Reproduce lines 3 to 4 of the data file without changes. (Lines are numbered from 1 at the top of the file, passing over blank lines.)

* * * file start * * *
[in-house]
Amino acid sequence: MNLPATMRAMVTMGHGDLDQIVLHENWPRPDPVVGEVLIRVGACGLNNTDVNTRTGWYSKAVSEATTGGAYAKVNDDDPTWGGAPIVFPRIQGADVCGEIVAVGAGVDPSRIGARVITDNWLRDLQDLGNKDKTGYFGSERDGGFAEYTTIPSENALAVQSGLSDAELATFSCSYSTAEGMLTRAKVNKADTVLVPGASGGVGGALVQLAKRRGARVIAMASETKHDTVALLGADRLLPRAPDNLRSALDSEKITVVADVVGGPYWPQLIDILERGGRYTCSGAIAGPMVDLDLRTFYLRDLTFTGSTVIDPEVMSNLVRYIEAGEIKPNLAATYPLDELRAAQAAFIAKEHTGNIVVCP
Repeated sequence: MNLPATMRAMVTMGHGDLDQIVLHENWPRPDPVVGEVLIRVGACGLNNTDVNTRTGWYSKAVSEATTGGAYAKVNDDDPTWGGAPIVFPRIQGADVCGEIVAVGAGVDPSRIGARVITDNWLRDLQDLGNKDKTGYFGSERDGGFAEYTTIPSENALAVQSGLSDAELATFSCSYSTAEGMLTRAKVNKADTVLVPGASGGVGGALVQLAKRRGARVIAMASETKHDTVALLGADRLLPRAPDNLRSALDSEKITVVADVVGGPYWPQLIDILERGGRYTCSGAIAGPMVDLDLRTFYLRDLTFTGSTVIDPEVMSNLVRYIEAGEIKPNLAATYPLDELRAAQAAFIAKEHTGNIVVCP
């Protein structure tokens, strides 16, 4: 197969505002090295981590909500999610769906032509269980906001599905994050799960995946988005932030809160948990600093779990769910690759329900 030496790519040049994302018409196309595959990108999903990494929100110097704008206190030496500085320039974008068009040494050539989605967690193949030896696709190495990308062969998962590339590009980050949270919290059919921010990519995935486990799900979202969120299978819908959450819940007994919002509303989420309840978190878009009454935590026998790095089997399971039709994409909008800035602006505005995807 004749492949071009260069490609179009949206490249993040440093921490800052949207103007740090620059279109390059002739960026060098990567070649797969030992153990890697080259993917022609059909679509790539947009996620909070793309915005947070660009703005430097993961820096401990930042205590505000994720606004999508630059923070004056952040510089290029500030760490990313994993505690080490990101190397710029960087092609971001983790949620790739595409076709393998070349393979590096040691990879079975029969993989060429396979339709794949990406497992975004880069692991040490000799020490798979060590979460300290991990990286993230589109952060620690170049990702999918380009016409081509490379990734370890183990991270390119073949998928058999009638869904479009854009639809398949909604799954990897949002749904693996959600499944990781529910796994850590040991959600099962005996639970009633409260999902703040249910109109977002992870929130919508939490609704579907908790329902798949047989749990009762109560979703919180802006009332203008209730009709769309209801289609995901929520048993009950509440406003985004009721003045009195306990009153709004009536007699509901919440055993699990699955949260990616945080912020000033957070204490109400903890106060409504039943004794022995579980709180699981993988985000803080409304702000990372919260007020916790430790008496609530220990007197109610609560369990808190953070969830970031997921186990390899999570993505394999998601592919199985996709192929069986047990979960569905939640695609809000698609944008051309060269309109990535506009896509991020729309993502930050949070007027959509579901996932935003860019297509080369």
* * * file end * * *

Repeated sequence: MNLPATMRAMVTMGHGDLDQIVLHENWPRPDPVVGEVLIRVGACGLNNTDVNTRTGWYSKAVSEATTGGAYAKVNDDDPTWGGAPIVFPRIQGADVCGEIVAVGAGVDPSRIGARVITDNWLRDLQDLGNKDKTGYFGSERDGGFAEYTTIPSENALAVQSGLSDAELATFSCSYSTAEGMLTRAKVNKADTVLVPGASGGVGGALVQLAKRRGARVIAMASETKHDTVALLGADRLLPRAPDNLRSALDSEKITVVADVVGGPYWPQLIDILERGGRYTCSGAIAGPMVDLDLRTFYLRDLTFTGSTVIDPEVMSNLVRYIEAGEIKPNLAATYPLDELRAAQAAFIAKEHTGNIVVCP
């Protein structure tokens, strides 16, 4: 197969505002090295981590909500999610769906032509269980906001599905994050799960995946988005932030809160948990600093779990769910690759329900 030496790519040049994302018409196309595959990108999903990494929100110097704008206190030496500085320039974008068009040494050539989605967690193949030896696709190495990308062969998962590339590009980050949270919290059919921010990519995935486990799900979202969120299978819908959450819940007994919002509303989420309840978190878009009454935590026998790095089997399971039709994409909008800035602006505005995807 004749492949071009260069490609179009949206490249993040440093921490800052949207103007740090620059279109390059002739960026060098990567070649797969030992153990890697080259993917022609059909679509790539947009996620909070793309915005947070660009703005430097993961820096401990930042205590505000994720606004999508630059923070004056952040510089290029500030760490990313994993505690080490990101190397710029960087092609971001983790949620790739595409076709393998070349393979590096040691990879079975029969993989060429396979339709794949990406497992975004880069692991040490000799020490798979060590979460300290991990990286993230589109952060620690170049990702999918380009016409081509490379990734370890183990991270390119073949998928058999009638869904479009854009639809398949909604799954990897949002749904693996959600499944990781529910796994850590040991959600099962005996639970009633409260999902703040249910109109977002992870929130919508939490609704579907908790329902798949047989749990009762109560979703919180802006009332203008209730009709769309209801289609995901929520048993009950509440406003985004009721003045009195306990009153709004009536007699509901919440055993699990699955949260990616945080912020000033957070204490109400903890106060409504039943004794022995579980709180699981993988985000803080409304702000990372919260007020916790430790008496609530220990007197109610609560369990808190953070969830970031997921186990390899999570993505394999998601592919199985996709192929069986047990979960569905939640695609809000698609944008051309060269309109990535506009896509991020729309993502930050949070007027959509579901996932935003860019297509080369």